The European Medicines Agency recommends that children under the age of 12 ban the use of codeine drugs to treat children with coughs and colds; children and adolescents between the ages of 12 and 18 who have respiratory problems should not use codeine to treat coughs and colds.
Recently, the State Drug Administration of China issued an announcement: All relevant contents of the “Contraindications” containing the Codex Vaccine drug manual were revised to “Disabled for children under 18 years of age”.
All “children under the age of 18”, disable “all drugs containing codeine cold”!
The common cold is a viral infection, which is a disease that can heal itself. Eating cold medicine does not shorten the course of the cold.
At present, all the non-prescription compound cold medicines are only used to relieve the symptoms of fever, runny nose and the like accompanying a cold.
In early 2008, the United States and the United Kingdom suggested that over-the-counter cold cough medicines should not be used in children under the age of two because they are potentially dangerous and may be life-threatening.
In December 2008, Health Canada requested that the label for over-the-counter cold cough be modified to indicate that it cannot be used for children under 6 years of age.
In order to ensure the safety of children’s medication, children under the age of 2 should be restricted from using over-the-counter compound cold medicine.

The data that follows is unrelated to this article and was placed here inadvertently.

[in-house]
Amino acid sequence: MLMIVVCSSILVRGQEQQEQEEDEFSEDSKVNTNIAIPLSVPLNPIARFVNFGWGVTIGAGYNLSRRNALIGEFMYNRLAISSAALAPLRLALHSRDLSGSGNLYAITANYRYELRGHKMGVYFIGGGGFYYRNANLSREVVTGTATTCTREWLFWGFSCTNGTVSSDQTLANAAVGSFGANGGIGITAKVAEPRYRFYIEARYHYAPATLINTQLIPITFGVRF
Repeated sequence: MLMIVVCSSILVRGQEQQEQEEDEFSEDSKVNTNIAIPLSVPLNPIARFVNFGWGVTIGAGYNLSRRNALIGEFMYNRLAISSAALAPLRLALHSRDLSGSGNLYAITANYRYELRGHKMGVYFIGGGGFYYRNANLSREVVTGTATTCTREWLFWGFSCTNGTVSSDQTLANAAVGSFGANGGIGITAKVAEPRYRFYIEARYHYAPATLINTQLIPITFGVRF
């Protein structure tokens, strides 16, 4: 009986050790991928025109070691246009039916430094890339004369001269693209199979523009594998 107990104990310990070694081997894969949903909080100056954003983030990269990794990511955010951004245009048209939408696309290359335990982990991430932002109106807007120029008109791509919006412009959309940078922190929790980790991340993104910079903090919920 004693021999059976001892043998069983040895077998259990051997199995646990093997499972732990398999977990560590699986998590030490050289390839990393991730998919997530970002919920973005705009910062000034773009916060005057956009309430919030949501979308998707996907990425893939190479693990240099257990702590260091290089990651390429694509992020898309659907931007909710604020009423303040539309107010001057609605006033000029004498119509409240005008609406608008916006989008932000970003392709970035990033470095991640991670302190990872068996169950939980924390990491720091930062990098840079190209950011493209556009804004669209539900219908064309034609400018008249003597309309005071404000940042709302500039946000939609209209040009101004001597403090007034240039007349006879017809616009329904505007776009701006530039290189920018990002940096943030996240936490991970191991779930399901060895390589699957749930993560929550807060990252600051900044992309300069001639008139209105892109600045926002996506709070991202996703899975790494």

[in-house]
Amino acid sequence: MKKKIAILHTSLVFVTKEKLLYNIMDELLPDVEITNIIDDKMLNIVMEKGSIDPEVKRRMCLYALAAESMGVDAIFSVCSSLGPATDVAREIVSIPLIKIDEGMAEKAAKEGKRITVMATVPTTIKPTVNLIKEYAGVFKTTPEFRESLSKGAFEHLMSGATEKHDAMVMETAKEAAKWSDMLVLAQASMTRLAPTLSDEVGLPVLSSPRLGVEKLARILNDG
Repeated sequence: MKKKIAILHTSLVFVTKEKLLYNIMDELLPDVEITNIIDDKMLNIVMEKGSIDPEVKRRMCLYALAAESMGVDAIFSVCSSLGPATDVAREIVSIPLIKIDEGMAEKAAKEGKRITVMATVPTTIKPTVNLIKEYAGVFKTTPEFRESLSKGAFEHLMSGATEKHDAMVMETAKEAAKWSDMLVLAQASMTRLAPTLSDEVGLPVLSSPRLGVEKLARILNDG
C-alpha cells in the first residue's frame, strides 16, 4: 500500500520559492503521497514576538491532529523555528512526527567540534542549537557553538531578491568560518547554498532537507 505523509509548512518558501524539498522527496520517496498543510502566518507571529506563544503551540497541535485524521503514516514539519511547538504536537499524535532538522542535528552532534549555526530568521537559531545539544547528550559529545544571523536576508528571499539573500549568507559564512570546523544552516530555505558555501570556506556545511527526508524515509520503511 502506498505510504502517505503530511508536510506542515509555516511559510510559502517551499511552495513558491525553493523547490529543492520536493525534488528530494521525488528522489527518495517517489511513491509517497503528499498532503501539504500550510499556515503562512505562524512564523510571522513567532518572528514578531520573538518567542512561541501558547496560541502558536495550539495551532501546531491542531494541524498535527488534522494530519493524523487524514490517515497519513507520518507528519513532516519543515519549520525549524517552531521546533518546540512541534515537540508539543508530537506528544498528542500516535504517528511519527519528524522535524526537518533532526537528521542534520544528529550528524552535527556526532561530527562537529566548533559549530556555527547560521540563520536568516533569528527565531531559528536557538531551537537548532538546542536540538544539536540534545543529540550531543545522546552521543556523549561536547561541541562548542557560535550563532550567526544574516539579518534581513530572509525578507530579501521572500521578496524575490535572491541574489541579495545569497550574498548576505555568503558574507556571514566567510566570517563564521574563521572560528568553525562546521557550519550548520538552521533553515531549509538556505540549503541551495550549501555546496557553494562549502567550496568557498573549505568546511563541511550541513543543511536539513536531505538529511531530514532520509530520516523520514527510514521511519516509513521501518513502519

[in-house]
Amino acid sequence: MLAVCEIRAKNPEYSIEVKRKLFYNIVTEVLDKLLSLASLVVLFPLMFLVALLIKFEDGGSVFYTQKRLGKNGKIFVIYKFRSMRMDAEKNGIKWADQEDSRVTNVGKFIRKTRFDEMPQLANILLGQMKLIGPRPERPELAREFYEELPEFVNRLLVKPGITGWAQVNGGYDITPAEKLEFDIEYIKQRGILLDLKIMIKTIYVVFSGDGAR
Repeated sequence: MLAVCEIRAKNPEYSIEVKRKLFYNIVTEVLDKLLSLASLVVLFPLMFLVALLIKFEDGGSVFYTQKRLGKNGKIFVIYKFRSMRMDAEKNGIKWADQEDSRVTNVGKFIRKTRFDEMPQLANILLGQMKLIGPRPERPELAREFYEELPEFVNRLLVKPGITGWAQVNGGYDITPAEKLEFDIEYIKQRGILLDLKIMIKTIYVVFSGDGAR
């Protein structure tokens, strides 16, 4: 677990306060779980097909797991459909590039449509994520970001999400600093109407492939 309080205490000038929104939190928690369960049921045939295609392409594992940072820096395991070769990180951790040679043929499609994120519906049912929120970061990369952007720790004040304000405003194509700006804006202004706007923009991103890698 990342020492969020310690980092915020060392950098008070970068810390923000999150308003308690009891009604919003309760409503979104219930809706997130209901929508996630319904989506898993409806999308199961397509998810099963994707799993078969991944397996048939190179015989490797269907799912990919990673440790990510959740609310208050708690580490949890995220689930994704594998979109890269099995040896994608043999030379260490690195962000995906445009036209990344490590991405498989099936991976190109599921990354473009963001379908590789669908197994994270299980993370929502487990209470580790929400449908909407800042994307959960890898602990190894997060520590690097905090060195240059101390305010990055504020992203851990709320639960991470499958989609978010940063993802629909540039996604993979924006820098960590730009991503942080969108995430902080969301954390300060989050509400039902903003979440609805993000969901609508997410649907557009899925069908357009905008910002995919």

Why should a codeine-containing cold medicine be banned for children?
First, codeine can cause morphine poisoning
For most adults, about 10% of codeine is converted to morphine by the liver drug enzyme CYP2D6.
In children, the conversion of codeine to morphine is variable and unpredictable, and even a regular dose of codeine may rapidly convert to morphine, causing morphine poisoning.
Morphine can inhibit breathing, and the respiratory rate can be reduced to 2~3 times/min during acute poisoning. Because children are more sensitive, there are reports of death due to respiratory depression.
Second, codeine may not be effective against viral cough
Codeine, as a component of cold medicine, is mainly used for antitussive. A cold is an upper respiratory tract infection caused by a virus, but codeine has no evidence of clinical effectiveness for viral cough.
In addition, codeine can inhibit the secretion of bronchial glands, making the sputum sticky and difficult to cough up, and should not be used in patients with multiple sputum.
What should adults pay attention to?
For most adults, only about 10% of codeine is converted to morphine by the liver drug enzyme CYP2D6.
A small number of adults have high expression and high activity of the liver drug enzyme CYP2D6. Even if the recommended dose of codeine is taken, it may be rapidly converted to morphine, causing morphine poisoning.
How to judge whether you are the CYP2D6 ultra-fast metabolizer?
In addition to genotyping, indirect methods can be used to avoid accidents:
Patients with codeine-containing drugs should stop taking the medicine immediately and seek medical attention if symptoms such as decreased levels of consciousness, lethargy, fatigue, lack of appetite, nausea and vomiting, constipation, and difficulty in breathing occur.